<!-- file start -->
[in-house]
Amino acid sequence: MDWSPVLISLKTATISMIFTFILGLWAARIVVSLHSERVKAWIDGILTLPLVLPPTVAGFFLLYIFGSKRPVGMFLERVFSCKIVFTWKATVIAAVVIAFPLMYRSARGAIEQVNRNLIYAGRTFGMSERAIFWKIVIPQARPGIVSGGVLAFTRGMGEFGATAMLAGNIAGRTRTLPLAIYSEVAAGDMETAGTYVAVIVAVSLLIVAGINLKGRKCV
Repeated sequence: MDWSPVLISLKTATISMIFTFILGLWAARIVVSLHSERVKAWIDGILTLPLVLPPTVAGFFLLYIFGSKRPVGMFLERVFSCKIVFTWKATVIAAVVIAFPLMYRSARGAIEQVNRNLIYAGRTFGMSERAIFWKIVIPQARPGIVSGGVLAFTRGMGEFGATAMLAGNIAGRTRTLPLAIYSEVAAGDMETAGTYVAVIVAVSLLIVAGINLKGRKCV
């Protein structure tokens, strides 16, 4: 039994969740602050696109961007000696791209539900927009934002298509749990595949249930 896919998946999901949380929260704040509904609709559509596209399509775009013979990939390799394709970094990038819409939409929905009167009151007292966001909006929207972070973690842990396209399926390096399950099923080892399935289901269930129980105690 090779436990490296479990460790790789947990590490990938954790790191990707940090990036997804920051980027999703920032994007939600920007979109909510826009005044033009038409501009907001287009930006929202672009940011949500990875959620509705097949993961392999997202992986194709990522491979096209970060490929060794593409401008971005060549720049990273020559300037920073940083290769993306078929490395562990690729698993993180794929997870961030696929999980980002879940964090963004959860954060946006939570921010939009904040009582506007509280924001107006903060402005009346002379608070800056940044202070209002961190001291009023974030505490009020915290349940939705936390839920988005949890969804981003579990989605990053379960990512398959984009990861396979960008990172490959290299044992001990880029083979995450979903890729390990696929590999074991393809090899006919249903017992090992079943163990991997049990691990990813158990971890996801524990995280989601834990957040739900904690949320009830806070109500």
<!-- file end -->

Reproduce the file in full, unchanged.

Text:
[in-house]
Amino acid sequence: MDWSPVLISLKTATISMIFTFILGLWAARIVVSLHSERVKAWIDGILTLPLVLPPTVAGFFLLYIFGSKRPVGMFLERVFSCKIVFTWKATVIAAVVIAFPLMYRSARGAIEQVNRNLIYAGRTFGMSERAIFWKIVIPQARPGIVSGGVLAFTRGMGEFGATAMLAGNIAGRTRTLPLAIYSEVAAGDMETAGTYVAVIVAVSLLIVAGINLKGRKCV
Repeated sequence: MDWSPVLISLKTATISMIFTFILGLWAARIVVSLHSERVKAWIDGILTLPLVLPPTVAGFFLLYIFGSKRPVGMFLERVFSCKIVFTWKATVIAAVVIAFPLMYRSARGAIEQVNRNLIYAGRTFGMSERAIFWKIVIPQARPGIVSGGVLAFTRGMGEFGATAMLAGNIAGRTRTLPLAIYSEVAAGDMETAGTYVAVIVAVSLLIVAGINLKGRKCV
């Protein structure tokens, strides 16, 4: 039994969740602050696109961007000696791209539900927009934002298509749990595949249930 896919998946999901949380929260704040509904609709559509596209399509775009013979990939390799394709970094990038819409939409929905009167009151007292966001909006929207972070973690842990396209399926390096399950099923080892399935289901269930129980105690 090779436990490296479990460790790789947990590490990938954790790191990707940090990036997804920051980027999703920032994007939600920007979109909510826009005044033009038409501009907001287009930006929202672009940011949500990875959620509705097949993961392999997202992986194709990522491979096209970060490929060794593409401008971005060549720049990273020559300037920073940083290769993306078929490395562990690729698993993180794929997870961030696929999980980002879940964090963004959860954060946006939570921010939009904040009582506007509280924001107006903060402005009346002379608070800056940044202070209002961190001291009023974030505490009020915290349940939705936390839920988005949890969804981003579990989605990053379960990512398959984009990861396979960008990172490959290299044992001990880029083979995450979903890729390990696929590999074991393809090899006919249903017992090992079943163990991997049990691990990813158990971890996801524990995280989601834990957040739900904690949320009830806070109500």